DOJ Sends Strong Civil Enforcement Message with $12 Million Disgorgement Remedy
On February 22, 2010, the Antitrust Division announced a proposed consent decree under which KeySpan Corporation would be required to "disgorge" $12 million in profits realized as a result of an anticompetitive agreement. This marks the first time the DOJ has sought disgorgement in a civil antitrust action under the Sherman Act.1
The DOJ alleges that KeySpan, the largest supplier of electricity generating capacity in the New York City market, entered into an anticompetitive agreement that allowed KeySpan to withhold substantial capacity from that market, ultimately increasing energy prices to NYC consumers. From June 2003 through December 2005, KeySpan was able to sell almost all of its capacity in the market while bidding at its cap because of supply constraints. In 2006, anticipating an increase in market capacity, KeySpan considered acquiring Astoria, its largest competitor, but concluded that such an acquisition would raise market power issues. Instead, KeySpan acquired a financial interest in Astoria's capacity by entering into a derivative "swap" agreement with a third party financial services company. Under this agreement, KeySpan received revenues from Astoria's capacity sales. According to the DOJ, this arrangement eliminated KeySpan's incentive to sell its electricity capacity at lower prices and therefore resulted in higher retail electricity prices.
In its Competitive Impact Statement, the DOJ's argument that disgorgement is available under the Sherman Act relies heavily on the district court's authority to order disgorgement as an equitable remedy to prevent unjust enrichment. Section 4 of the Sherman Act invests district courts with broad equitable power to prevent violations of the antitrust laws. The Second Circuit has held that disgorgement is one of the district court's inherent equitable powers and a well-established remedy to prevent unjust enrichment. According to the DOJ, nothing in the Sherman Act "negates this inherent authority."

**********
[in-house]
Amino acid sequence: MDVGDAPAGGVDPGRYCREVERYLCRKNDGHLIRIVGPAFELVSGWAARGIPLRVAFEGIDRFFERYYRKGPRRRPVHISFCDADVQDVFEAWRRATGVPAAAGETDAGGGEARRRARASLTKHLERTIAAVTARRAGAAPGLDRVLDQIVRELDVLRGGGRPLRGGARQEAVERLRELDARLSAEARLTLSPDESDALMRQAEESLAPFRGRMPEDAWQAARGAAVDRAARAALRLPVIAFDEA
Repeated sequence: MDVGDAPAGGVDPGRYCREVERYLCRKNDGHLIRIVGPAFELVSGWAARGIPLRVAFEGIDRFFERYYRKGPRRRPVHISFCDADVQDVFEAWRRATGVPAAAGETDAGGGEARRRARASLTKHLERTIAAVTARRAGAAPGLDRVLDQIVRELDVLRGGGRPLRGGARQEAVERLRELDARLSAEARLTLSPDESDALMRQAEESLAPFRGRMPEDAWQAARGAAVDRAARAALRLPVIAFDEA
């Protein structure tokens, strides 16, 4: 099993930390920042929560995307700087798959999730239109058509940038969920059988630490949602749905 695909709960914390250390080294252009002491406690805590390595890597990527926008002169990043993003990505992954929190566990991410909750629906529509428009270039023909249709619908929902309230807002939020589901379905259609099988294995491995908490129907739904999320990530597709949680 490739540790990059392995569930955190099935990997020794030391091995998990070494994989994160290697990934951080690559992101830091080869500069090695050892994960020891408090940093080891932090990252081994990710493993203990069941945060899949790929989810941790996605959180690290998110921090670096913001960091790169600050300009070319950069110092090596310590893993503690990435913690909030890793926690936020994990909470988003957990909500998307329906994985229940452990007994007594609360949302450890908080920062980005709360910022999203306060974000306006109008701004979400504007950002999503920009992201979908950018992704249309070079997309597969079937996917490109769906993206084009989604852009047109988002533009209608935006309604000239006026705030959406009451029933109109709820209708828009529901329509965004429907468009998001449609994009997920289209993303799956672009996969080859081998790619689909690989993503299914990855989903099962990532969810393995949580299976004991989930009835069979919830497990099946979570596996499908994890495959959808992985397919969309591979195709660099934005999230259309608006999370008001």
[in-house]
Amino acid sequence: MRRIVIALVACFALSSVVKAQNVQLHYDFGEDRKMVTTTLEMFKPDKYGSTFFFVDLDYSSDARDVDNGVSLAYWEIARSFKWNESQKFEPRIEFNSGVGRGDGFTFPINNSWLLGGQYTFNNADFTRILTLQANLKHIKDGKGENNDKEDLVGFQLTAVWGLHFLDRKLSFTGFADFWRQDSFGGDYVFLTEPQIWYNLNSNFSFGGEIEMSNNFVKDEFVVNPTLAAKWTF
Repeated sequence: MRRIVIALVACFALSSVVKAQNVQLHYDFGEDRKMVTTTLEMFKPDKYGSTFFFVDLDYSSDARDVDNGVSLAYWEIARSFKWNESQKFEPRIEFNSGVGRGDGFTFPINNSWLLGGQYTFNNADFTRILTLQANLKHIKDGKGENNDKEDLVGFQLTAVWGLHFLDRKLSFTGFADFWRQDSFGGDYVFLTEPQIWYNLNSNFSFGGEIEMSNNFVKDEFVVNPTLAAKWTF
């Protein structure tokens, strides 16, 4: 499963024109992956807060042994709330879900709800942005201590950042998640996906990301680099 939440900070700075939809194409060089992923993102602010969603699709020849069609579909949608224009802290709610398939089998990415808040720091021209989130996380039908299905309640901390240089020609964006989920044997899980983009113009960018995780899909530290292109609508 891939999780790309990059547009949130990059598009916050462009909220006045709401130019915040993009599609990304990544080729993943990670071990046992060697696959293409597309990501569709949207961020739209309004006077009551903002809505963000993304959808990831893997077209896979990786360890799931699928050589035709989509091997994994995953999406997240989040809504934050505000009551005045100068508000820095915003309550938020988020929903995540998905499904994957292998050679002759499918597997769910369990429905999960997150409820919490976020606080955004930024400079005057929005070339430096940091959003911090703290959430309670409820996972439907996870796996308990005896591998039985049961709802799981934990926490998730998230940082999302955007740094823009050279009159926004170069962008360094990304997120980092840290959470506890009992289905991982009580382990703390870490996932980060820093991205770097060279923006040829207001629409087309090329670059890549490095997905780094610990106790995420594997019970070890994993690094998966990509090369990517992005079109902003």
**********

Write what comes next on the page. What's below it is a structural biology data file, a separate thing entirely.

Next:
The DOJ asserts that disgorgement is the only appropriate relief in this case because no other remedy would force KeySpan to relinquish its ill-gotten gain. The DOJ notes that injunctive relief would not be "meaningful" because KeySpan's agreement has expired. Further, a successful private lawsuit for damages is unlikely due to the filed rate doctrine. Finally, the DOJ argues that disgorgement was the only effective method for achieving relief against KeySpan "while sending a strong message to those considering similar anticompetitive agreements."
The DOJ's complaint and proposed consent decree were filed in the U.S. District Court for the Southern District of New York. If the court orders disgorgement in this case, the DOJ will have established a new enforcement tool for civil cases involving "similar anticompetitive agreements." It will remain to be seen whether, like the FTC, which has rarely invoked its power to obtain disgorgement under the Federal Trade Commission Act (see e.g. FTC v. Mylan Labs., Inc., 62 F.Supp. 2d 25, 36-37 (D.D.C. 1999)), the DOJ will use this new enforcement tool sparingly, or whether disgorgement will become a more routine risk in civil enforcement actions brought by the DOJ.
1 Previously, the DOJ obtained disgorgement of profits allegedly earned through conduct that violated a prior Consent Decree. Press Release, U.S. Dep't of Justice, "Court Finds Smith International and Schlumberger Ltd. Guilty of Criminal Contempt for Violating Consent Decree" (Dec. 9, 1999), available at http://www.usdoj.gov/atr/public/press_releases/1999/3948.htm.
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